California's Rim Fire nears San Francisco water supply

Aug 26, 2013
A Cal Fire firefighter looks on as the Rim Fire burns through a grove of trees on August 25, 2013 near Groveland, California. A wildfire raging on the northern tip of California's Yosemite National Park is spreading and just miles away from the reservoir that provides San Francisco with drinking water.

A wildfire raging on the northern tip of California's Yosemite National Park is spreading and just miles away from the reservoir that provides San Francisco with drinking water.

A map posted on InciWeb, the Incident Information System monitoring website, shows the blaze nearing the Hetch Hetchy Reservoir, the main source of fresh water for 2.6 million people living in the San Francisco Bay Area, which lies some 200 miles (320 kilometers) to the west.

Local news media reported early Monday that flames from the Rim Fire were a mere five miles away from the reservoir.

The blaze has charred through 133,980 acres (54,220 hectares) and is just seven percent contained, according to InciWeb, which monitors fires in the western United States.

Tyrone Jue with the San Francisco Public Utilities Commission told the San Francisco Chronicle that there have been no interruptions in the water supply, and that there has been no change in the quality of drinking water.

The utility said it also had large reserves of water stored locally, which it will make available if the fire interrupts delivery.

However, the city also relies on from the same region: two of its three were shut down when the fire swept through, Jue told the Chronicle.

A structure at a campground is burned by the Rim Fire on August 25, 2013 near Groveland, California. A map posted on InciWeb, the Incident Information System monitoring website, shows the blaze nearing the Hetch Hetchy Reservoir, the main source of fresh water for 2.6 million people living in the San Francisco Bay Area, which lies some 200 miles (320 kilometers) to the west.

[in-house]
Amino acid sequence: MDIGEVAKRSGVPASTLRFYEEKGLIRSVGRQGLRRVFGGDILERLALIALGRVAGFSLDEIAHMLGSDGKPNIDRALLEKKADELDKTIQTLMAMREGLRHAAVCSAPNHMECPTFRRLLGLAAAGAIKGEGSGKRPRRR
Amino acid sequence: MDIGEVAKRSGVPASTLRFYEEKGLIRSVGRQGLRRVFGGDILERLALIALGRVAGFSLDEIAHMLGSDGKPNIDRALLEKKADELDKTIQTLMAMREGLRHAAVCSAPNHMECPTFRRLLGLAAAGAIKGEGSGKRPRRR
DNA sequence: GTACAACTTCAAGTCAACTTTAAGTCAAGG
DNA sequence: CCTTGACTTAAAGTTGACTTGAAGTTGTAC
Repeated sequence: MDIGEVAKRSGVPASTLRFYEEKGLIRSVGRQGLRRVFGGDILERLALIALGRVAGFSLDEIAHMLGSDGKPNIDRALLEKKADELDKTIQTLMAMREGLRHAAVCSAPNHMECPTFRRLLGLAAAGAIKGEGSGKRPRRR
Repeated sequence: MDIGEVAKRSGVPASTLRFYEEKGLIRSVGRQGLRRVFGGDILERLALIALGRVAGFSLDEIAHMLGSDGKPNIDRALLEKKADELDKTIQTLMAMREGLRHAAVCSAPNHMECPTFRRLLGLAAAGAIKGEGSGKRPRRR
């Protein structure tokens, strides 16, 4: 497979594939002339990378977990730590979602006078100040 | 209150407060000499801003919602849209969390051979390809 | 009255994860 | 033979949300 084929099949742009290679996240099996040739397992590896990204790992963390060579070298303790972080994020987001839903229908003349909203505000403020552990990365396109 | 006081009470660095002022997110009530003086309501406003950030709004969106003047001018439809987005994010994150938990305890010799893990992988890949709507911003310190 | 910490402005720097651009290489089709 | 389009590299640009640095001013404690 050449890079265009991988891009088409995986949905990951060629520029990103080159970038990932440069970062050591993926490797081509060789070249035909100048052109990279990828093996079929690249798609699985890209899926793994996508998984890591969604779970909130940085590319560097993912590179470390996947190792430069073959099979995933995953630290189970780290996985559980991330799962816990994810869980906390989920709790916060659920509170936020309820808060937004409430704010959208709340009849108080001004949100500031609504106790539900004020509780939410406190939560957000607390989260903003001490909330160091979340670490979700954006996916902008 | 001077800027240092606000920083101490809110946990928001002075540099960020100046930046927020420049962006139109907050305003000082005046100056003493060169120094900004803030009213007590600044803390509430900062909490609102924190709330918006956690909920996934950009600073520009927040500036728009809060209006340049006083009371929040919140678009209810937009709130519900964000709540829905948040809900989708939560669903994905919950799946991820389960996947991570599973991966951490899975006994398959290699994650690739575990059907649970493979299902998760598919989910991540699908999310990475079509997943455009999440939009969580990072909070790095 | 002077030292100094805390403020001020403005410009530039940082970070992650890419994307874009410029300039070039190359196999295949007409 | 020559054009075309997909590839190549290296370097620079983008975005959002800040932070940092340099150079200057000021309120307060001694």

The city kept the power flowing by relying on agreements with other utility companies and buying supplemental power.

One of the plants was still too dangerous to reach on Sunday, but repairs on the other plant were underway and should be completed by Monday, Jue told the paper.

More than 2,800 firefighters, supported by helicopters and air tankers, are struggling to contain the blaze, which started on August 17 from still unknown causes.

Extremely dry conditions due to a prolonged drought, coupled with inaccessible terrain in the affected area, have exacerbated the severity of the incident.

Governor Jerry Brown earlier declared a state of emergency for San Francisco due to the threat to its and electricity.

The state's firefighting efforts got a boost when California received federal assistance over the weekend to help mobilize the necessary resources.

But the blaze showed little sign of abating.

According to satellite photos, giant columns of white smoke were drifting north into the neighboring state of Nevada.

The Rim Fire "is expected to continue to exhibit very large fire growth due to extremely dry fuels and inaccessible terrain," Inciweb said.

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